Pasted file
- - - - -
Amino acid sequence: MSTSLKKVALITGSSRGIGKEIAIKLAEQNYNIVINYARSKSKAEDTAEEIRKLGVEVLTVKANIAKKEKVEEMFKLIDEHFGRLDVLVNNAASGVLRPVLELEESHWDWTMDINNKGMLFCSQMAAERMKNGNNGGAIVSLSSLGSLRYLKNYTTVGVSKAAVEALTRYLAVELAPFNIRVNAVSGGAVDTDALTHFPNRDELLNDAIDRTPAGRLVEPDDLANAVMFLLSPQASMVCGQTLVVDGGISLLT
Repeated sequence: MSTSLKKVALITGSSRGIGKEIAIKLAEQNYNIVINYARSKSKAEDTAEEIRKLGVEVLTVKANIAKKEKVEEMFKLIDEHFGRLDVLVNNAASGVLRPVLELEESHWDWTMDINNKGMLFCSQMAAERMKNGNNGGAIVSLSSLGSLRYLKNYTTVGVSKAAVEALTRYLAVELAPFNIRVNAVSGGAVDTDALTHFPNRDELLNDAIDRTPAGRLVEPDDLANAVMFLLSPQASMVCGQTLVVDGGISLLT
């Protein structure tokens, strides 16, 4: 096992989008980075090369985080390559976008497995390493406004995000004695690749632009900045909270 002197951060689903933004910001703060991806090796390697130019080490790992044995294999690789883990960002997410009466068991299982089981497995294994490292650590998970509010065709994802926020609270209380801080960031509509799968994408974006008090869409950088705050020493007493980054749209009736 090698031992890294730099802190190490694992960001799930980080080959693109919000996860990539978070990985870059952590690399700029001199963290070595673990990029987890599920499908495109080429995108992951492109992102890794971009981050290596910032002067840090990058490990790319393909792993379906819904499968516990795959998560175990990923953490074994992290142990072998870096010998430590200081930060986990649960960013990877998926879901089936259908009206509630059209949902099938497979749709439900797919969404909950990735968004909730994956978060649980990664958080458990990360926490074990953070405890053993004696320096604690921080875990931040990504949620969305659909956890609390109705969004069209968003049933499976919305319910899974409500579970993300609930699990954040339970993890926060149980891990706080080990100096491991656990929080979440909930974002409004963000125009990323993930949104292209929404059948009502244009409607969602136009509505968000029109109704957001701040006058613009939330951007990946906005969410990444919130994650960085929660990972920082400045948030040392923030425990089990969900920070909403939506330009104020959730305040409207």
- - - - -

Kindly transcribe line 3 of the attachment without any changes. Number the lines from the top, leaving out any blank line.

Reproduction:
């Protein structure tokens, strides 16, 4: 096992989008980075090369985080390559976008497995390493406004995000004695690749632009900045909270 002197951060689903933004910001703060991806090796390697130019080490790992044995294999690789883990960002997410009466068991299982089981497995294994490292650590998970509010065709994802926020609270209380801080960031509509799968994408974006008090869409950088705050020493007493980054749209009736 090698031992890294730099802190190490694992960001799930980080080959693109919000996860990539978070990985870059952590690399700029001199963290070595673990990029987890599920499908495109080429995108992951492109992102890794971009981050290596910032002067840090990058490990790319393909792993379906819904499968516990795959998560175990990923953490074994992290142990072998870096010998430590200081930060986990649960960013990877998926879901089936259908009206509630059209949902099938497979749709439900797919969404909950990735968004909730994956978060649980990664958080458990990360926490074990953070405890053993004696320096604690921080875990931040990504949620969305659909956890609390109705969004069209968003049933499976919305319910899974409500579970993300609930699990954040339970993890926060149980891990706080080990100096491991656990929080979440909930974002409004963000125009990323993930949104292209929404059948009502244009409607969602136009509505968000029109109704957001701040006058613009939330951007990946906005969410990444919130994650960085929660990972920082400045948030040392923030425990089990969900920070909403939506330009104020959730305040409207």